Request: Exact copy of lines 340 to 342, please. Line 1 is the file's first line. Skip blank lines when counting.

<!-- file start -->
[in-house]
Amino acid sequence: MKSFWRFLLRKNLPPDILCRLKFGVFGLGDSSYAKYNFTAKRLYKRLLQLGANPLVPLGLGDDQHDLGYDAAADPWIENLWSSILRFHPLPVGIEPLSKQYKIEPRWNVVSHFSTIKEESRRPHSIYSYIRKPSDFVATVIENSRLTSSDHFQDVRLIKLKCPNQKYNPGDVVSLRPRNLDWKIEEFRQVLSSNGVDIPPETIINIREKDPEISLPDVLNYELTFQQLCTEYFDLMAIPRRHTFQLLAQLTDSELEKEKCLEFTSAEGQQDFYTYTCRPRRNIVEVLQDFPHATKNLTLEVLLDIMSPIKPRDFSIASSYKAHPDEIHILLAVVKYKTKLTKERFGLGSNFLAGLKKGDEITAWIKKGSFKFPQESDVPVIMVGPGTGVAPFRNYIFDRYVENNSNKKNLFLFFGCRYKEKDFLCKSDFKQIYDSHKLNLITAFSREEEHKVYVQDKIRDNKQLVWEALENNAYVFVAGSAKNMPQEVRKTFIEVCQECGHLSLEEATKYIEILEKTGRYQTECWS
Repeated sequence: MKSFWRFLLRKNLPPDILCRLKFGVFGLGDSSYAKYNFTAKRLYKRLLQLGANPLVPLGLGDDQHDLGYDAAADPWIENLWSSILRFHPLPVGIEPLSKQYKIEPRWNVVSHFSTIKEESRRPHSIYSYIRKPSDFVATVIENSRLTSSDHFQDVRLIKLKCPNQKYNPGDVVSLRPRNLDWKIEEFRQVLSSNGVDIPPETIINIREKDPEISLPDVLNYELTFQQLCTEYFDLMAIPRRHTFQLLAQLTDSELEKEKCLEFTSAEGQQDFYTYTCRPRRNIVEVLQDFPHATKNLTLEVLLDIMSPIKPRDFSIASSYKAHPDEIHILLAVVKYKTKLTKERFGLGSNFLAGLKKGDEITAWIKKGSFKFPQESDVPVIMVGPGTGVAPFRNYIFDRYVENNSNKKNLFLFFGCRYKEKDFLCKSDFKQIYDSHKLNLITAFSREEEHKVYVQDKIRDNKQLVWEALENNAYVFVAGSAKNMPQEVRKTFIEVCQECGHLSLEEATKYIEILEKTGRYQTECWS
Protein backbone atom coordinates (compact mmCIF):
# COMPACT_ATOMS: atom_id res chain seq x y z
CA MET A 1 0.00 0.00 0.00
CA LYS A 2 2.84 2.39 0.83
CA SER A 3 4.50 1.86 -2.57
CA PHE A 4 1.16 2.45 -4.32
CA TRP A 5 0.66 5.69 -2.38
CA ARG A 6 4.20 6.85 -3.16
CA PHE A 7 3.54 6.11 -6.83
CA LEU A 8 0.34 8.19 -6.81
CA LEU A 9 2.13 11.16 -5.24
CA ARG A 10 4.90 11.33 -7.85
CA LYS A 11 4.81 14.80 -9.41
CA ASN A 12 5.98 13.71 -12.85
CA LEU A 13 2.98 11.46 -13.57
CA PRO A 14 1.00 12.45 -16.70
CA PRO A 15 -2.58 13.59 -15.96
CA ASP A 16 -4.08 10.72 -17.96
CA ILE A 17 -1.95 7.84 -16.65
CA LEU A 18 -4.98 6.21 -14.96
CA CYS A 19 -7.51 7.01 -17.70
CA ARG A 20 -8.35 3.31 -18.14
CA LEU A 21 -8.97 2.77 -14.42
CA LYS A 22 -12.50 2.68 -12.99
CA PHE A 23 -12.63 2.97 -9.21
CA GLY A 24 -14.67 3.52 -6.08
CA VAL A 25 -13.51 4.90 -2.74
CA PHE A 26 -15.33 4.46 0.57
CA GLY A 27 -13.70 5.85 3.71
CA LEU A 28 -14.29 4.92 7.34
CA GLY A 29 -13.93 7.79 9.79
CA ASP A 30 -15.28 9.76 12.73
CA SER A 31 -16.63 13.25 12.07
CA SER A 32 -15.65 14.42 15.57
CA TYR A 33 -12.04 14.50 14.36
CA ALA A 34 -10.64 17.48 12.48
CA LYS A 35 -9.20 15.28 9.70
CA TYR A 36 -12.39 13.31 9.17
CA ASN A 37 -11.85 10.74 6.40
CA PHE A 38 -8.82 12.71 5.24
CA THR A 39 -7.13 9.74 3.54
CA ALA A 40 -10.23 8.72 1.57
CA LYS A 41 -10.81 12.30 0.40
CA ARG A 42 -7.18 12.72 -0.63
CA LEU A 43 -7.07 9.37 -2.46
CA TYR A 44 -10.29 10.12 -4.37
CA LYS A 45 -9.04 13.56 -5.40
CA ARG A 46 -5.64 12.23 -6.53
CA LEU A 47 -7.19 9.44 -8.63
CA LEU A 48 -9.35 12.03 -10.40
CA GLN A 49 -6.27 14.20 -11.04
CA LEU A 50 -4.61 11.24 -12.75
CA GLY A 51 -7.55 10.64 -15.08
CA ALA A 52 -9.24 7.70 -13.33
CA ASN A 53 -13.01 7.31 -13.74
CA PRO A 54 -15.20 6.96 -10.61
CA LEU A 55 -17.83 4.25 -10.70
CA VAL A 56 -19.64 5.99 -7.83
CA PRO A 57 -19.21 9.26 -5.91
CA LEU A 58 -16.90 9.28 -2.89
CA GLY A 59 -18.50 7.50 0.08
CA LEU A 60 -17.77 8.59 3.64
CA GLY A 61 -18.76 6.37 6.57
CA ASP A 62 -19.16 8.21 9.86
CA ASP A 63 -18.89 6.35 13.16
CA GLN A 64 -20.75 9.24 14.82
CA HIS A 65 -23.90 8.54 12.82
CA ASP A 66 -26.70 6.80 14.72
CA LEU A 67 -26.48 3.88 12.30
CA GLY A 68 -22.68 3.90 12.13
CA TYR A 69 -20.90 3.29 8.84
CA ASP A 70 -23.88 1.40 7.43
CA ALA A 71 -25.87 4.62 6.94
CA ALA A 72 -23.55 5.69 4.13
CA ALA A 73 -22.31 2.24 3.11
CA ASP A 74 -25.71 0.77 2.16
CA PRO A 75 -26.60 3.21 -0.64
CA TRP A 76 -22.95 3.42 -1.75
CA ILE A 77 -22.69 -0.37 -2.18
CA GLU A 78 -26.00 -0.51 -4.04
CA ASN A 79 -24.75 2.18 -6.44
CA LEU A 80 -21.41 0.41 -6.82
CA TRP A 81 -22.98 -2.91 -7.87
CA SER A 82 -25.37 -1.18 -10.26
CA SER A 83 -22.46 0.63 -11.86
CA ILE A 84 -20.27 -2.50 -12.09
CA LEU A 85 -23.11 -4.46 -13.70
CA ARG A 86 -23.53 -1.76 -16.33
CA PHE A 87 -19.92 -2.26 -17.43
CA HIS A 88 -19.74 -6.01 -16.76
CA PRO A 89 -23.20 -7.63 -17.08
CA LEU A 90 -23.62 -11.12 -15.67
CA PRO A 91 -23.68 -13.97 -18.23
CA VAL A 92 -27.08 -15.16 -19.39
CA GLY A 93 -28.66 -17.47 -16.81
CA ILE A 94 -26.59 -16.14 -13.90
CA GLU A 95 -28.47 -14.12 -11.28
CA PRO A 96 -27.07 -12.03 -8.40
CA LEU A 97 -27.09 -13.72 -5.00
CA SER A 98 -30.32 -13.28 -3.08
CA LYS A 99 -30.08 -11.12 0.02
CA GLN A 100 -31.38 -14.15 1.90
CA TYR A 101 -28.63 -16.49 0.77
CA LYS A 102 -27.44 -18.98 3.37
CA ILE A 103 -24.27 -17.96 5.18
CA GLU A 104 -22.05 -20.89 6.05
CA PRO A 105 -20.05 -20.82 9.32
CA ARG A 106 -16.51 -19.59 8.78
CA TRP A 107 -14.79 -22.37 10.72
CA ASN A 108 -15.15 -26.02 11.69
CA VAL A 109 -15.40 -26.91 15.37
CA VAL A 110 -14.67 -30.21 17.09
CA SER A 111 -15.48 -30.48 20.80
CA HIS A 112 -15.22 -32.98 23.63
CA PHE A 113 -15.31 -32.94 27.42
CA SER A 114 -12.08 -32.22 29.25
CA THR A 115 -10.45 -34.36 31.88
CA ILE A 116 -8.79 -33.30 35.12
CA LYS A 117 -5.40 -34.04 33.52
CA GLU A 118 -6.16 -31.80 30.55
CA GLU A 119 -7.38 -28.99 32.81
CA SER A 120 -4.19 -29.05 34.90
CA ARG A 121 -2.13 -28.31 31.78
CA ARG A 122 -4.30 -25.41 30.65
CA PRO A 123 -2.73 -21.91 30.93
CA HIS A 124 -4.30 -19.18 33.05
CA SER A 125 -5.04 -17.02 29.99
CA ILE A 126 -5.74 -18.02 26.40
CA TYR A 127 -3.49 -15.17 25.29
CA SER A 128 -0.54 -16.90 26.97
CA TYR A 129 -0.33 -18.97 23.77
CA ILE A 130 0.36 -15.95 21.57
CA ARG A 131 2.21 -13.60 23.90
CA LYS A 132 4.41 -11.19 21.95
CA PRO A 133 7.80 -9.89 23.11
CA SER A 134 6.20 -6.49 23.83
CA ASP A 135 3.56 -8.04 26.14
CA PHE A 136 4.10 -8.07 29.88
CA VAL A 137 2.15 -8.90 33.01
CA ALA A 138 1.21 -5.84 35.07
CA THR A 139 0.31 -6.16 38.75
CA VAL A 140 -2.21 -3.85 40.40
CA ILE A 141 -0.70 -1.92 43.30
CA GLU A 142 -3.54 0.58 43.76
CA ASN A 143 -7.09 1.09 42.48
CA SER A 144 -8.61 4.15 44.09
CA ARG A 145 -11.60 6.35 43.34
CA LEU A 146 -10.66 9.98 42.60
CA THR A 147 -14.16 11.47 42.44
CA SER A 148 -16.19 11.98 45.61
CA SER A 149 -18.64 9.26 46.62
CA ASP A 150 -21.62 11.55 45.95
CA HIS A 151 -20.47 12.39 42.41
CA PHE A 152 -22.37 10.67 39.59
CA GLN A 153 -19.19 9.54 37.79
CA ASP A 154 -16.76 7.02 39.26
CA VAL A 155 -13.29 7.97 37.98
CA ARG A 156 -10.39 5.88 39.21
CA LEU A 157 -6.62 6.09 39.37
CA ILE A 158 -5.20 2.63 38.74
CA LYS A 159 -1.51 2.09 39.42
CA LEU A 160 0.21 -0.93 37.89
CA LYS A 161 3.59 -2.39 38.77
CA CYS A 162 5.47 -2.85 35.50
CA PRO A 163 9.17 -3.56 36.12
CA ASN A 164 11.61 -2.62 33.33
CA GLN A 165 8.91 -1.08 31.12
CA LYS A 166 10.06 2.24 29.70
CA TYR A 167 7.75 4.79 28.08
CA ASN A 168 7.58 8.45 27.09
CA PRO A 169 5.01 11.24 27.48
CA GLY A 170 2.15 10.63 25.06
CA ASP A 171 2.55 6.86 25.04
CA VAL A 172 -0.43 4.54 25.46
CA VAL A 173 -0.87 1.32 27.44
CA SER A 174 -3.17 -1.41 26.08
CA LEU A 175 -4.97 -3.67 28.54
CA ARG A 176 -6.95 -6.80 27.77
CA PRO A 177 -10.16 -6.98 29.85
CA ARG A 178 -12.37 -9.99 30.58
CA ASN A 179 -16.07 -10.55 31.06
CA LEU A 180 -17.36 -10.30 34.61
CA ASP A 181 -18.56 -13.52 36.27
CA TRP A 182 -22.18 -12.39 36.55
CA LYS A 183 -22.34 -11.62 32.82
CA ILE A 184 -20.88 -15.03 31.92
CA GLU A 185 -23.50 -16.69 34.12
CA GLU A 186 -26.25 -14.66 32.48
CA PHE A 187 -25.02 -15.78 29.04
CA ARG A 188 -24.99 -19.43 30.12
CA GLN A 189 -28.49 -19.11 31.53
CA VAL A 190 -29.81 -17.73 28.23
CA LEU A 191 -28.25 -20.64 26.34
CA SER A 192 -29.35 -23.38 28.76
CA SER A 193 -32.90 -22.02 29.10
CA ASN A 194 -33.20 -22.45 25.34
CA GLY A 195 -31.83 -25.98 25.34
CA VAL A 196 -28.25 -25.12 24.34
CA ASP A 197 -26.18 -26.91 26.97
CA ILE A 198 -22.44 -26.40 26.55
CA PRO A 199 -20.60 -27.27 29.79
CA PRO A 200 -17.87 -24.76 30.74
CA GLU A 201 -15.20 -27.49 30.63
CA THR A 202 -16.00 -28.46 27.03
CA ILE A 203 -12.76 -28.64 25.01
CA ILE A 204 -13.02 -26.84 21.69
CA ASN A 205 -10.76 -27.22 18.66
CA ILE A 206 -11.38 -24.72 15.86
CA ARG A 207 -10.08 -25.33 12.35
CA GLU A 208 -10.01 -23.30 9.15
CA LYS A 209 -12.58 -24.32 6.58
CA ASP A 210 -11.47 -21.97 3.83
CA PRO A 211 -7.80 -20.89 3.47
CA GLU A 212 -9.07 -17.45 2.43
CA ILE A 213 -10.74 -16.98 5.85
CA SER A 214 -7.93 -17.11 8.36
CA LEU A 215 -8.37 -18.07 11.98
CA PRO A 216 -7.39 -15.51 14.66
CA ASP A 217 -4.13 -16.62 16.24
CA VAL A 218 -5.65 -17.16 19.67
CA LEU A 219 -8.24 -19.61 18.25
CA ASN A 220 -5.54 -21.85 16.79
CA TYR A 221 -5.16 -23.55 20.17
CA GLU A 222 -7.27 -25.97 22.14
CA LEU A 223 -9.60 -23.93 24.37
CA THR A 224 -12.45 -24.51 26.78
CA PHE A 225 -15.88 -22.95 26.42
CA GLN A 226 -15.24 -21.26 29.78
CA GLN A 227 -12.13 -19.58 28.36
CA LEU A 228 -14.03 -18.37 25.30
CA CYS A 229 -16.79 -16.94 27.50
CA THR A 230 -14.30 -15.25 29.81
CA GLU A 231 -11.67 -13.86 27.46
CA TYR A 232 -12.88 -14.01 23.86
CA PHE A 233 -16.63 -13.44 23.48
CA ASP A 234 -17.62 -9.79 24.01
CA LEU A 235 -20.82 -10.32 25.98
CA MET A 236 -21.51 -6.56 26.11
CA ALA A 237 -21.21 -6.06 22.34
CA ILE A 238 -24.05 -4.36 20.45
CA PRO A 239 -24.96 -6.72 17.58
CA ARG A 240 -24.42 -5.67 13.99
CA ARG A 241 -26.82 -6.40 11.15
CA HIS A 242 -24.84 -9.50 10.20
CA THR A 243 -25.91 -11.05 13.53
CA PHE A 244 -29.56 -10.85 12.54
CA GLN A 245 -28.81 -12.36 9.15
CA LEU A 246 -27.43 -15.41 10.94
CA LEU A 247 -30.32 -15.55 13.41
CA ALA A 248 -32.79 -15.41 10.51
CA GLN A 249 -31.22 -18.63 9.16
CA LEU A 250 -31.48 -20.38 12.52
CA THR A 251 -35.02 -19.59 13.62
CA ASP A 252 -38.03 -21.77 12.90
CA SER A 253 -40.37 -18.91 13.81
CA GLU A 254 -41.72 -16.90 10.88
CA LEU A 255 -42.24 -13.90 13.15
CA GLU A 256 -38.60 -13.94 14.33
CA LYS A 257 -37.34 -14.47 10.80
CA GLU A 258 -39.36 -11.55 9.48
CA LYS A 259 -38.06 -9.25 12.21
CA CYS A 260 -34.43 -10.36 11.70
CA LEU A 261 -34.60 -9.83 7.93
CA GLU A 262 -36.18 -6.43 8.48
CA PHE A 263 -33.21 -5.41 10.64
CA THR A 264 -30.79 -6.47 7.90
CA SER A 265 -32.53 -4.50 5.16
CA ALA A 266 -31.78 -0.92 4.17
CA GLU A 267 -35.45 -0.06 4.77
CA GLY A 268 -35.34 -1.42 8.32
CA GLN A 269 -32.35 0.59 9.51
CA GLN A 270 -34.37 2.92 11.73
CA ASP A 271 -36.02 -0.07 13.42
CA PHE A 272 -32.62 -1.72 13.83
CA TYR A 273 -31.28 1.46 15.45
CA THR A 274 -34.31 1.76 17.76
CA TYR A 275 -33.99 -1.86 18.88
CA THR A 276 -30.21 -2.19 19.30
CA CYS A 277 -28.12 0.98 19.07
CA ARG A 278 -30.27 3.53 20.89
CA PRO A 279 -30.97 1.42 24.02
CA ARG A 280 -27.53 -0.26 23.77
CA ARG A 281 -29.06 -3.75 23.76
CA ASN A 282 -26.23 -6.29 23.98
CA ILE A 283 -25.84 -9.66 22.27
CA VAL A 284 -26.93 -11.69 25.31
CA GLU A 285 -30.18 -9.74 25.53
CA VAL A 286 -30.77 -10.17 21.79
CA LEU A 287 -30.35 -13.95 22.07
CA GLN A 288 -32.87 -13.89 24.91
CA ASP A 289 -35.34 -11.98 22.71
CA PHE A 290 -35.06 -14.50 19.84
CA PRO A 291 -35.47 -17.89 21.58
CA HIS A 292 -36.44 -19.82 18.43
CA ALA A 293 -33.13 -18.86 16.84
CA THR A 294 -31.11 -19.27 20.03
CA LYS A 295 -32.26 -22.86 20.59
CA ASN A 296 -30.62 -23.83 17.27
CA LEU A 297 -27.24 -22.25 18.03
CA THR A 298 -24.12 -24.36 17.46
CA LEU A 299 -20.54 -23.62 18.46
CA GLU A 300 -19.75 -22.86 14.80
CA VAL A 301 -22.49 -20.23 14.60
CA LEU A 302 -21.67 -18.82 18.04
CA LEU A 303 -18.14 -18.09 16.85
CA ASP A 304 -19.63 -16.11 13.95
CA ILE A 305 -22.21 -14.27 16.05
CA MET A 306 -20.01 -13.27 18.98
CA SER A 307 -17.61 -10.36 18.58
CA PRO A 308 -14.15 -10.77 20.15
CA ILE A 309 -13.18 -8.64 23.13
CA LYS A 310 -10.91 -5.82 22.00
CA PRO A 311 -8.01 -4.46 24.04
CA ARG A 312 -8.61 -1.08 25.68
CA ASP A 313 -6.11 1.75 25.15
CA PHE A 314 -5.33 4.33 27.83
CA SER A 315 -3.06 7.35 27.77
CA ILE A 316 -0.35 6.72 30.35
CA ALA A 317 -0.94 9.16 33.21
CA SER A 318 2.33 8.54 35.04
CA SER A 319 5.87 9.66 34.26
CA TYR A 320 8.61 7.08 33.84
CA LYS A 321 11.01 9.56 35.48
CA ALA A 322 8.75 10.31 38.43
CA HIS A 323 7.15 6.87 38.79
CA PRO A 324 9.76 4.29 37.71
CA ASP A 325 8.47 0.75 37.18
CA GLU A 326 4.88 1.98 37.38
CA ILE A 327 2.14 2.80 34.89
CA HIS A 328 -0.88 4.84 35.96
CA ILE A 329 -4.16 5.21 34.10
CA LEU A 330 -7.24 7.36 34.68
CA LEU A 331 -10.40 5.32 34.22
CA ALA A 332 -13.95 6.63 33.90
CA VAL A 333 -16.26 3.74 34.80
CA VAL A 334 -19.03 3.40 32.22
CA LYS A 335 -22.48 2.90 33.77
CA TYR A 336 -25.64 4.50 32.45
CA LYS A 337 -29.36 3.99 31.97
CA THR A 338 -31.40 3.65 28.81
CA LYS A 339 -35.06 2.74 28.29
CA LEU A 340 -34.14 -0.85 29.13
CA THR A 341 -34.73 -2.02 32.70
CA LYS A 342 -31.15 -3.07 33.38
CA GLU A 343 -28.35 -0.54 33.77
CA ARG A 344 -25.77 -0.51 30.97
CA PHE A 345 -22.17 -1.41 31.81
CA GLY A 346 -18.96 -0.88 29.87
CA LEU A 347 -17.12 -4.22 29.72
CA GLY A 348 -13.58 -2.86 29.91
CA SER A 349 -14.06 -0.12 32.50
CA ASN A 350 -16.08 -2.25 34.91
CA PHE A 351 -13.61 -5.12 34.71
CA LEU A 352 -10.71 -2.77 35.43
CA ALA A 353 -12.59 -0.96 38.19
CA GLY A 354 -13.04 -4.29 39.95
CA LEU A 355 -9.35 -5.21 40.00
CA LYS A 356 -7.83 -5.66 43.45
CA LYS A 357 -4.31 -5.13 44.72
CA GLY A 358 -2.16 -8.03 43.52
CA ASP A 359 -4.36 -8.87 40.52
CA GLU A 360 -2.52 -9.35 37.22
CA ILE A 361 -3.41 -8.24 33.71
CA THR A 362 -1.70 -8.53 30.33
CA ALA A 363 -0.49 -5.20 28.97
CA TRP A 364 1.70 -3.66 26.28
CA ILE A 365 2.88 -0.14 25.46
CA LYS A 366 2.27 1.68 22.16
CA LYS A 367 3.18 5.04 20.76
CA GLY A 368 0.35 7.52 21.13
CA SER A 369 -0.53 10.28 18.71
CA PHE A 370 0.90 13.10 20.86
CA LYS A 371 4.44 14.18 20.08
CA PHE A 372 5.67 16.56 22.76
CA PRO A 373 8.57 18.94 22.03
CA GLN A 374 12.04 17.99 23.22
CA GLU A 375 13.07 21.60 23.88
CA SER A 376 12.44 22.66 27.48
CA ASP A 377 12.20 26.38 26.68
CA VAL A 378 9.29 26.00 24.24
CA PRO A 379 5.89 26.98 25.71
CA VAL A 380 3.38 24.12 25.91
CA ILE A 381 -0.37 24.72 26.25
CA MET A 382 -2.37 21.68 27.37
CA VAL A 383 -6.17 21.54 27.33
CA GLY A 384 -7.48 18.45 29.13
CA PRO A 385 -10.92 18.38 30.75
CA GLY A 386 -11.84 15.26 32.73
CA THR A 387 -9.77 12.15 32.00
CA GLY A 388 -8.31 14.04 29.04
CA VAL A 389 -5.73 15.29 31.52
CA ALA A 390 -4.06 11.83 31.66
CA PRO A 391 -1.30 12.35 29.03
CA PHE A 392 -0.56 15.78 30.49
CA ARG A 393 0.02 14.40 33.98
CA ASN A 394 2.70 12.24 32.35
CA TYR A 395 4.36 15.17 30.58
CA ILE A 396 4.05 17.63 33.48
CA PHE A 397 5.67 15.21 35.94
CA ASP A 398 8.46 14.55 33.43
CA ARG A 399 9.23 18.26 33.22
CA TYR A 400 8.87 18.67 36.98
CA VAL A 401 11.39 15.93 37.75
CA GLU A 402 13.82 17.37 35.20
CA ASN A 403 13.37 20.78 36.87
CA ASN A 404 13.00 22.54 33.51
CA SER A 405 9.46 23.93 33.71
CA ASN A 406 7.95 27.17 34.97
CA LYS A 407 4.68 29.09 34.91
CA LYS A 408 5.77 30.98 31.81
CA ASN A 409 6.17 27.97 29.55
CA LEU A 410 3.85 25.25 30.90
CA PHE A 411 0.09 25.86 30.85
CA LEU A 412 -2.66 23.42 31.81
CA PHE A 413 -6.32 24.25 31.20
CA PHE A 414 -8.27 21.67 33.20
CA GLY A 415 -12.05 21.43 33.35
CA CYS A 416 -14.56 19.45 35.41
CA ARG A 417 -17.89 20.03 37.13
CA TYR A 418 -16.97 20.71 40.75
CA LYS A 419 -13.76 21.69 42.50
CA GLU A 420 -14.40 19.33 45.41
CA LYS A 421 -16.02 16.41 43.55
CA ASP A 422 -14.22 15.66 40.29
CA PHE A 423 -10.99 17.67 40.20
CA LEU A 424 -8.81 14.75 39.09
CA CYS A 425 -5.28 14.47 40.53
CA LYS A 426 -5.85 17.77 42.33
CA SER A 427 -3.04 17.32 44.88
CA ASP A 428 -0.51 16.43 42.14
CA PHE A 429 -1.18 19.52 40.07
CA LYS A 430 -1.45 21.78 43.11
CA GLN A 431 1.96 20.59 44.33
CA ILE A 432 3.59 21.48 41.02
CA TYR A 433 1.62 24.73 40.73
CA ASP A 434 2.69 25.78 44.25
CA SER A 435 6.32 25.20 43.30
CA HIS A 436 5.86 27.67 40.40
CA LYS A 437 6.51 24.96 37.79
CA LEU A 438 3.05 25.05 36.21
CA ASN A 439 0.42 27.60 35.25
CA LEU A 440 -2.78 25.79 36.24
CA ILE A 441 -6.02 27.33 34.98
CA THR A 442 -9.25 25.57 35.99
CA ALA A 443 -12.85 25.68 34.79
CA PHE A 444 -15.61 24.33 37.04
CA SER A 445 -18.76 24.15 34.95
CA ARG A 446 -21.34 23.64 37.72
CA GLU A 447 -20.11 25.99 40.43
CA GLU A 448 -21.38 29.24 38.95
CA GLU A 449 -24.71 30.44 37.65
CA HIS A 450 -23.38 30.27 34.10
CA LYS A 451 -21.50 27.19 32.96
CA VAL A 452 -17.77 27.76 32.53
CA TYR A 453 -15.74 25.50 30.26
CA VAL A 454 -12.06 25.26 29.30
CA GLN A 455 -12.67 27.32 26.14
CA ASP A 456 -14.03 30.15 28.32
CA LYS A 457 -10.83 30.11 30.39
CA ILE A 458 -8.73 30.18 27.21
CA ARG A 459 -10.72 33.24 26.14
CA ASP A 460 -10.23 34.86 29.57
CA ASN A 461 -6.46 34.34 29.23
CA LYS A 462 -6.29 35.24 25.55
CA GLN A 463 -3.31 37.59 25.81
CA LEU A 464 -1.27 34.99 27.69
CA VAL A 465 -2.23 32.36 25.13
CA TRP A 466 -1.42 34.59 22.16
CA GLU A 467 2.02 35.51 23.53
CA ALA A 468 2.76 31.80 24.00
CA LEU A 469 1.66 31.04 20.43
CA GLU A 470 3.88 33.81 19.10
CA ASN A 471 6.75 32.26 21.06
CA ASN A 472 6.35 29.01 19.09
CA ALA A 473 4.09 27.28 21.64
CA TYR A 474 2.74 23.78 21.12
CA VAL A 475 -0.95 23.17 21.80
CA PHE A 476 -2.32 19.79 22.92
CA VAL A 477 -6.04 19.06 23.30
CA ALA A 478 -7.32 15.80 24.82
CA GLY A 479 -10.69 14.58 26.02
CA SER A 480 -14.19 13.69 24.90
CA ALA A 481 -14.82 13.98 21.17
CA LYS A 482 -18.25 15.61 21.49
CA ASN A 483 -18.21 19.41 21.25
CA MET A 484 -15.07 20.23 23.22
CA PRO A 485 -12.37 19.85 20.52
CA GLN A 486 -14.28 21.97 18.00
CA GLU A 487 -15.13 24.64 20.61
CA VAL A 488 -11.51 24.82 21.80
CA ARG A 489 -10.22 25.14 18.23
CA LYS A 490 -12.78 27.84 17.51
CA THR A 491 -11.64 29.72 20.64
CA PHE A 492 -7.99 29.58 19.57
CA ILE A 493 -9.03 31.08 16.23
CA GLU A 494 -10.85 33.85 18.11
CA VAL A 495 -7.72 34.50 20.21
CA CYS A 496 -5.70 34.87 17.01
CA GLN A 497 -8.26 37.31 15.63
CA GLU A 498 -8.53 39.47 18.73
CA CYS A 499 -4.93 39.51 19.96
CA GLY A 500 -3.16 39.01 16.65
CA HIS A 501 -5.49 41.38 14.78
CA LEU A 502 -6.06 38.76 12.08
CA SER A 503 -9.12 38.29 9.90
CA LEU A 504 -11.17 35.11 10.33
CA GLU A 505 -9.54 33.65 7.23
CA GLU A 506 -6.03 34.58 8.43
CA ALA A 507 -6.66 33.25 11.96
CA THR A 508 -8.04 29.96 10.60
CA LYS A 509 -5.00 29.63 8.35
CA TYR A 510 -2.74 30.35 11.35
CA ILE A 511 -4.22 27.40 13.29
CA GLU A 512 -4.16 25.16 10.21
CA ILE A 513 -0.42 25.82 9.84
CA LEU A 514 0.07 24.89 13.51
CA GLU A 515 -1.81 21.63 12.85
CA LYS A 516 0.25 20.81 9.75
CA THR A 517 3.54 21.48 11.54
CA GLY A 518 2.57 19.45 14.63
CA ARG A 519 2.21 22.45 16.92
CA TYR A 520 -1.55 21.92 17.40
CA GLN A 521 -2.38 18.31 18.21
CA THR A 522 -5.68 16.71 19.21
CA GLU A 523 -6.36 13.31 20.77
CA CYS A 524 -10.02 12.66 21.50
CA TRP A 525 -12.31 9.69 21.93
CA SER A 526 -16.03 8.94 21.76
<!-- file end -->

CA LYS A 335 -22.48 2.90 33.77
CA TYR A 336 -25.64 4.50 32.45
CA LYS A 337 -29.36 3.99 31.97